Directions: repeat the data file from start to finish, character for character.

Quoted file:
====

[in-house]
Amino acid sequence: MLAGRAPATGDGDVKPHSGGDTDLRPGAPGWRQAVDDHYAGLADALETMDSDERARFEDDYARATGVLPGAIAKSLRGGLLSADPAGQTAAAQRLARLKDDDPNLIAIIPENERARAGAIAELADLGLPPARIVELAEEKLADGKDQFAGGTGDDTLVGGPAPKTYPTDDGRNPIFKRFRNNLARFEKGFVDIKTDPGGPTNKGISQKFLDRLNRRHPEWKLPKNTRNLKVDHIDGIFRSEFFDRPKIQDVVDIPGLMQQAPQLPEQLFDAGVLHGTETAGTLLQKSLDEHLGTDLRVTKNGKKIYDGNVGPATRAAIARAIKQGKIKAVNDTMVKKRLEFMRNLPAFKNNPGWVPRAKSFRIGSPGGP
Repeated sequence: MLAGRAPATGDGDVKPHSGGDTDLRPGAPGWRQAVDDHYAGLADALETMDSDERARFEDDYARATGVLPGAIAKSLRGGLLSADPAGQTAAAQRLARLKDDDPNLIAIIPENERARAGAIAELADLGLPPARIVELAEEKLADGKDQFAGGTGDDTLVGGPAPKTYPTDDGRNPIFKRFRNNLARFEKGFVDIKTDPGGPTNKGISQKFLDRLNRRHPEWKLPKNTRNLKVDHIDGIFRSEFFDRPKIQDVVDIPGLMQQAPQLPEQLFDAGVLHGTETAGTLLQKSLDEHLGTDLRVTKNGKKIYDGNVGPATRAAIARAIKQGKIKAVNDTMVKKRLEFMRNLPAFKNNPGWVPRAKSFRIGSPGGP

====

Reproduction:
[in-house]
Amino acid sequence: MLAGRAPATGDGDVKPHSGGDTDLRPGAPGWRQAVDDHYAGLADALETMDSDERARFEDDYARATGVLPGAIAKSLRGGLLSADPAGQTAAAQRLARLKDDDPNLIAIIPENERARAGAIAELADLGLPPARIVELAEEKLADGKDQFAGGTGDDTLVGGPAPKTYPTDDGRNPIFKRFRNNLARFEKGFVDIKTDPGGPTNKGISQKFLDRLNRRHPEWKLPKNTRNLKVDHIDGIFRSEFFDRPKIQDVVDIPGLMQQAPQLPEQLFDAGVLHGTETAGTLLQKSLDEHLGTDLRVTKNGKKIYDGNVGPATRAAIARAIKQGKIKAVNDTMVKKRLEFMRNLPAFKNNPGWVPRAKSFRIGSPGGP
Repeated sequence: MLAGRAPATGDGDVKPHSGGDTDLRPGAPGWRQAVDDHYAGLADALETMDSDERARFEDDYARATGVLPGAIAKSLRGGLLSADPAGQTAAAQRLARLKDDDPNLIAIIPENERARAGAIAELADLGLPPARIVELAEEKLADGKDQFAGGTGDDTLVGGPAPKTYPTDDGRNPIFKRFRNNLARFEKGFVDIKTDPGGPTNKGISQKFLDRLNRRHPEWKLPKNTRNLKVDHIDGIFRSEFFDRPKIQDVVDIPGLMQQAPQLPEQLFDAGVLHGTETAGTLLQKSLDEHLGTDLRVTKNGKKIYDGNVGPATRAAIARAIKQGKIKAVNDTMVKKRLEFMRNLPAFKNNPGWVPRAKSFRIGSPGGP